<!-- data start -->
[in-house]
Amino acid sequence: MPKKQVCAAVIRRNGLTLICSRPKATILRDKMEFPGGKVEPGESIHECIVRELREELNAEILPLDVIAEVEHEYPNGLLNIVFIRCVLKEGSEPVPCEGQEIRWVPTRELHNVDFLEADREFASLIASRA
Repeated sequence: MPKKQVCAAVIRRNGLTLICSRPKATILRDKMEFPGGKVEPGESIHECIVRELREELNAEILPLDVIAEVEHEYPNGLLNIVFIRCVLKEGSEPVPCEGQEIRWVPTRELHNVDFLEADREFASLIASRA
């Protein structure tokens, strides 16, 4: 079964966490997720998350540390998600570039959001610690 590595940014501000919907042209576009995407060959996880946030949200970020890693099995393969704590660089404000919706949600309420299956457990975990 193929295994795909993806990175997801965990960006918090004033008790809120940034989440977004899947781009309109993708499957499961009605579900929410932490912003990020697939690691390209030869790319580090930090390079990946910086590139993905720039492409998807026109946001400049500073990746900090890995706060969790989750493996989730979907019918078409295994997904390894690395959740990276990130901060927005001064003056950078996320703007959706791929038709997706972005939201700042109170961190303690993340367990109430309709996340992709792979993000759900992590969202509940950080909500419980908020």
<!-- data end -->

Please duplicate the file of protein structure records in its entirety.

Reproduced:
[in-house]
Amino acid sequence: MPKKQVCAAVIRRNGLTLICSRPKATILRDKMEFPGGKVEPGESIHECIVRELREELNAEILPLDVIAEVEHEYPNGLLNIVFIRCVLKEGSEPVPCEGQEIRWVPTRELHNVDFLEADREFASLIASRA
Repeated sequence: MPKKQVCAAVIRRNGLTLICSRPKATILRDKMEFPGGKVEPGESIHECIVRELREELNAEILPLDVIAEVEHEYPNGLLNIVFIRCVLKEGSEPVPCEGQEIRWVPTRELHNVDFLEADREFASLIASRA
């Protein structure tokens, strides 16, 4: 079964966490997720998350540390998600570039959001610690 590595940014501000919907042209576009995407060959996880946030949200970020890693099995393969704590660089404000919706949600309420299956457990975990 193929295994795909993806990175997801965990960006918090004033008790809120940034989440977004899947781009309109993708499957499961009605579900929410932490912003990020697939690691390209030869790319580090930090390079990946910086590139993905720039492409998807026109946001400049500073990746900090890995706060969790989750493996989730979907019918078409295994997904390894690395959740990276990130901060927005001064003056950078996320703007959706791929038709997706972005939201700042109170961190303690993340367990109430309709996340992709792979993000759900992590969202509940950080909500419980908020």